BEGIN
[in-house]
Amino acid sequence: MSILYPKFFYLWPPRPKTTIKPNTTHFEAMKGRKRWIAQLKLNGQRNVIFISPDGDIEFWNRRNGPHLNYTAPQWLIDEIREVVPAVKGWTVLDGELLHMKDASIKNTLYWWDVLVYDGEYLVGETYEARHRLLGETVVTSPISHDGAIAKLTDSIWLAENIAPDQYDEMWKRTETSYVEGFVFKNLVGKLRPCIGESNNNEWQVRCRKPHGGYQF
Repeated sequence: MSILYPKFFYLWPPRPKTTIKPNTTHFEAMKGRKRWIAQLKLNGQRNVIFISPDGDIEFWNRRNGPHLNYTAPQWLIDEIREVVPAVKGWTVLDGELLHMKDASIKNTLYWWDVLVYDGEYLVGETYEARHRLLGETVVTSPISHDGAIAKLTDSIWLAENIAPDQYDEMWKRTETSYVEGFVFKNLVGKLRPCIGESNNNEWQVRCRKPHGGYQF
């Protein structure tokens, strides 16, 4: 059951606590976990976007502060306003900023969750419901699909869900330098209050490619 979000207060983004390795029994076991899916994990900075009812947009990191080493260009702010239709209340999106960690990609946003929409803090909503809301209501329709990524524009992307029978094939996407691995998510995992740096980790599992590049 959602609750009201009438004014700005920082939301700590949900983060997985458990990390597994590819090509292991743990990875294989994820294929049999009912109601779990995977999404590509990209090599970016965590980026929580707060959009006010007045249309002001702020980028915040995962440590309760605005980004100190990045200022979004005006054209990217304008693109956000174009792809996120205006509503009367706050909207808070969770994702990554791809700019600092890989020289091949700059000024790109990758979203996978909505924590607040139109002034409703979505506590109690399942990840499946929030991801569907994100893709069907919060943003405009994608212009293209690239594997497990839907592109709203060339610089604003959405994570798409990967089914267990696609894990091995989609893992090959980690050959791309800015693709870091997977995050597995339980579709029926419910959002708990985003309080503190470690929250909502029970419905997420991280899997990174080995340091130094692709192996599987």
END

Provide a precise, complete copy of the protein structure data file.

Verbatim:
[in-house]
Amino acid sequence: MSILYPKFFYLWPPRPKTTIKPNTTHFEAMKGRKRWIAQLKLNGQRNVIFISPDGDIEFWNRRNGPHLNYTAPQWLIDEIREVVPAVKGWTVLDGELLHMKDASIKNTLYWWDVLVYDGEYLVGETYEARHRLLGETVVTSPISHDGAIAKLTDSIWLAENIAPDQYDEMWKRTETSYVEGFVFKNLVGKLRPCIGESNNNEWQVRCRKPHGGYQF
Repeated sequence: MSILYPKFFYLWPPRPKTTIKPNTTHFEAMKGRKRWIAQLKLNGQRNVIFISPDGDIEFWNRRNGPHLNYTAPQWLIDEIREVVPAVKGWTVLDGELLHMKDASIKNTLYWWDVLVYDGEYLVGETYEARHRLLGETVVTSPISHDGAIAKLTDSIWLAENIAPDQYDEMWKRTETSYVEGFVFKNLVGKLRPCIGESNNNEWQVRCRKPHGGYQF
């Protein structure tokens, strides 16, 4: 059951606590976990976007502060306003900023969750419901699909869900330098209050490619 979000207060983004390795029994076991899916994990900075009812947009990191080493260009702010239709209340999106960690990609946003929409803090909503809301209501329709990524524009992307029978094939996407691995998510995992740096980790599992590049 959602609750009201009438004014700005920082939301700590949900983060997985458990990390597994590819090509292991743990990875294989994820294929049999009912109601779990995977999404590509990209090599970016965590980026929580707060959009006010007045249309002001702020980028915040995962440590309760605005980004100190990045200022979004005006054209990217304008693109956000174009792809996120205006509503009367706050909207808070969770994702990554791809700019600092890989020289091949700059000024790109990758979203996978909505924590607040139109002034409703979505506590109690399942990840499946929030991801569907994100893709069907919060943003405009994608212009293209690239594997497990839907592109709203060339610089604003959405994570798409990967089914267990696609894990091995989609893992090959980690050959791309800015693709870091997977995050597995339980579709029926419910959002708990985003309080503190470690929250909502029970419905997420991280899997990174080995340091130094692709192996599987």